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RSV Vaccine for Pregnant Women – In Depth


Respiratory syncytial virus (RSV) is a common cause of respiratory infections in infants and young children. It can lead to serious complications such as pneumonia, bronchiolitis, and respiratory failure. RSV is also associated with an increased risk of asthma and wheezing later in life. 

To protect infants from severe RSV disease, the Centers for Disease Control and Prevention (CDC) recommends two options: an RSV vaccination given to pregnant women during RSV season, or an RSV immunization given directly to infants and some older babies. 

In this blog post, we will focus on the first option: the RSV vaccination for pregnant women. We will discuss what it is, how it works, who should get it, and what are the possible risks and benefits. 

The RSV vaccination for pregnant women is a new vaccine developed by Pfizer. It is called Abrysvo or RSVpreF. It contains a recombinant protein that mimics the shape of the RSV virus and triggers an immune response in the body. 

The vaccine is given as a single shot in the upper arm during weeks 32 through 36 of pregnancy, during September through January, the typical RSV season in most parts of the United States. The vaccine aims to protect babies from getting very sick with RSV during their first RSV season after birth. 

When a pregnant woman gets the RSV vaccine, her body produces antibodies that fight against the RSV virus. These antibodies also pass to her baby through the placenta. This way, the baby is born with some protection against RSV. 

The vaccine can reduce the baby's risk of being hospitalized from RSV by 57% in the first six months after birth, according to clinical trials. Babies born to mothers who get the RSV vaccine at least two weeks before delivery will have protection and, in most cases, will not need an RSV immunization later. 


The CDC recommends that all pregnant women who are 32 through 36 weeks pregnant from September through January should get one dose of the RSV vaccine to protect their babies. However, RSV seasons can vary in different parts of the country, so it is important to talk to your healthcare provider about when RSV season is expected where you live. 

The vaccine should not be given to anyone who has a history of severe allergic reactions, such as anaphylaxis, to any component of the vaccine. If you have a moderate or severe acute illness, you should wait until you recover before getting the vaccine.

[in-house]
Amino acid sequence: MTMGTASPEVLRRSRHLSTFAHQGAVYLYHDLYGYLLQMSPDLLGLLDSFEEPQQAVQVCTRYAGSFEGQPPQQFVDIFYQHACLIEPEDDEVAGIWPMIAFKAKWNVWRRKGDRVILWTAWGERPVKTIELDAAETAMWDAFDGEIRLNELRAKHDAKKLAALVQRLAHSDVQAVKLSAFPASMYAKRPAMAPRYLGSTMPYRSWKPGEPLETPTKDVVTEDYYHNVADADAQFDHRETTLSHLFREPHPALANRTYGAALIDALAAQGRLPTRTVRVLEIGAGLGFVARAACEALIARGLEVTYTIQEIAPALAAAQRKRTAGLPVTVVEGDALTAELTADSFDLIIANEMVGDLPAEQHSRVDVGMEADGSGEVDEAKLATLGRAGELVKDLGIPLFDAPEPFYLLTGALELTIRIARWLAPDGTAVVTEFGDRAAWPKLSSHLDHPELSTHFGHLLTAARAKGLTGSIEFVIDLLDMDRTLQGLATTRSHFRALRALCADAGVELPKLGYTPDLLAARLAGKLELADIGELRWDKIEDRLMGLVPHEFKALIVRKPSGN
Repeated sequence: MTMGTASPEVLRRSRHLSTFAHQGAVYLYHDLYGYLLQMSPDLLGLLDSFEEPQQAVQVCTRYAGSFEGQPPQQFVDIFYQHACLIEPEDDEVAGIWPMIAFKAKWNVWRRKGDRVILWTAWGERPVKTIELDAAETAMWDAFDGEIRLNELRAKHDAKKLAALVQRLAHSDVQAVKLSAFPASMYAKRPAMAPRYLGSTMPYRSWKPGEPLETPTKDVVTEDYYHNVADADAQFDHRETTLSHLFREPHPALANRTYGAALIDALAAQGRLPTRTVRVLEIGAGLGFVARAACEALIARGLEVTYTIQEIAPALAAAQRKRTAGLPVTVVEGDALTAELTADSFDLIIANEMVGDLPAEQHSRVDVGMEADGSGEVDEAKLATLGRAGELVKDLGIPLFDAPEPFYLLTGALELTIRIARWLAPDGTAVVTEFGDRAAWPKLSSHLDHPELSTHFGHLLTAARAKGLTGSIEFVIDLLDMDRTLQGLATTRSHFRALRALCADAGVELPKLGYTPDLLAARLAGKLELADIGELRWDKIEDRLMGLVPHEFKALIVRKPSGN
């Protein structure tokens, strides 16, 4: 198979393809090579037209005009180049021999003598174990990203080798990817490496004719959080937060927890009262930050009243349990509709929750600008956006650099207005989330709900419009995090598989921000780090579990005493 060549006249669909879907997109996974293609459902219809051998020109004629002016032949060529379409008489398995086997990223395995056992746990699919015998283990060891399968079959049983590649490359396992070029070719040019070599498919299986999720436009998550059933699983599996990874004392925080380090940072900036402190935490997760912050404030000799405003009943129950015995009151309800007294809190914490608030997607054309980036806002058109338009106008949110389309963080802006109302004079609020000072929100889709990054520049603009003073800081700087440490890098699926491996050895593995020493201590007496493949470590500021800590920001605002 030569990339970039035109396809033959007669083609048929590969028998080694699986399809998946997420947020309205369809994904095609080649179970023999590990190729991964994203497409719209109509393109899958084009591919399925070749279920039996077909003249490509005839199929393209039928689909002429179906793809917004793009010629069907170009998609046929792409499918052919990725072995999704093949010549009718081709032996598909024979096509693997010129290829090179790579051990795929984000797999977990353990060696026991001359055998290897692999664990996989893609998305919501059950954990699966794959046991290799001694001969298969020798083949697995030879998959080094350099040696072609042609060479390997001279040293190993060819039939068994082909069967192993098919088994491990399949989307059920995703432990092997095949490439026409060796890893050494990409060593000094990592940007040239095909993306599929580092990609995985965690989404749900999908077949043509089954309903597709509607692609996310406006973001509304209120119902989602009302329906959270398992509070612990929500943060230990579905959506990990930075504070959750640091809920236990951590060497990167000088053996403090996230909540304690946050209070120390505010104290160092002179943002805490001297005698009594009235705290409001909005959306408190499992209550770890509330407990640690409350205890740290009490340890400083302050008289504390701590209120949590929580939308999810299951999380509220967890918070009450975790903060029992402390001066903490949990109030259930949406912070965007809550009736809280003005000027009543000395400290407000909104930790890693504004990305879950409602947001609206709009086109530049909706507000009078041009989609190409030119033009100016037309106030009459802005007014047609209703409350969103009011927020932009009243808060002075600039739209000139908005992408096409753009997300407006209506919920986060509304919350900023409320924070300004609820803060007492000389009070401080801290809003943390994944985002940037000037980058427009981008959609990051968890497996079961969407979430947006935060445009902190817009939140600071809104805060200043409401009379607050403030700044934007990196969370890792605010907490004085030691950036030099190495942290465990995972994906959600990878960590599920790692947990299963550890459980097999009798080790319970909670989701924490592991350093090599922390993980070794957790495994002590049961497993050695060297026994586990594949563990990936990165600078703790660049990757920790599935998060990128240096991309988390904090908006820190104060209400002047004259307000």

Like any vaccine, the RSV vaccine may cause some side effects. The most common ones reported by pregnant women who received the vaccine in clinical trials were pain at the injection site, headache, muscle pain, and nausea. These side effects were usually mild and resolved within a few days. 

However, there are also some potential risks that are not yet fully understood. One of them is pre-eclampsia, a dangerous high-blood-pressure condition that can affect pregnant women and their babies. Pre-eclampsia occurred in 1.8% of pregnant women who received the RSV vaccine compared to 1.4% of pregnant women who received a placebo. It is unclear whether this difference was caused by the vaccine or by chance. 

Another potential risk is preterm birth, which means delivering a baby before 37 weeks of pregnancy. Preterm birth can have serious consequences for the baby's health and development. Preterm birth was reported among some pregnant women who received the RSV vaccine during clinical trials, but it is not known whether it was related to the vaccine or not. 

More studies and surveillance are needed to monitor these potential risks and to determine whether they are caused by the vaccine or by other factors. 

The main benefit of the RSV vaccination for pregnant women is that it can protect their babies from severe RSV disease during their first year of life. This can prevent hospitalizations, complications, and long-term effects of RSV infection on their respiratory health. 

The vaccine can also benefit pregnant women themselves by reducing their risk of getting infected with RSV and developing respiratory problems that could affect their pregnancy outcomes. 

Additionally, by preventing RSV transmission from mothers to babies, the vaccine can help reduce the burden of RSV disease on families and communities. 

The RSV vaccination for pregnant women is a new and promising way to protect infants from severe RSV disease. However, it also comes with potential risks that need further investigation and monitoring. Pregnant women should talk to Dr. Lorenzo of Kortney Jones ARNP  about the benefits and risks of the vaccine and make an informed decision based on their individual situation and preferences. 



Complete Healthcare for Women - Obstetrics and Gynecology


Richard Lorenzo, D.O.

Kortney Jones ARNP

Dr. Lorenzo Richard Lorenzo, DO Dr. Lorenzo is also a Fellow of the American Congress of Obstetricians and Gynecologists and a Fellow of the American College of Osteopathic Obstetricians and Gynecologists. He provides gynecological and obstetric services, including prenatal care, pregnancy care, infertility, and gynecology. Dr. Lorenzo is proficient in advanced surgical techniques, including minimally-invasive procedures, as well as surgery for abnormal uterine bleeding, endometriosis, and hysterectomy. He has specialized training in high-risk obstetrics and minimally invasive surgical techniques, including minimally invasive hysterectomy.

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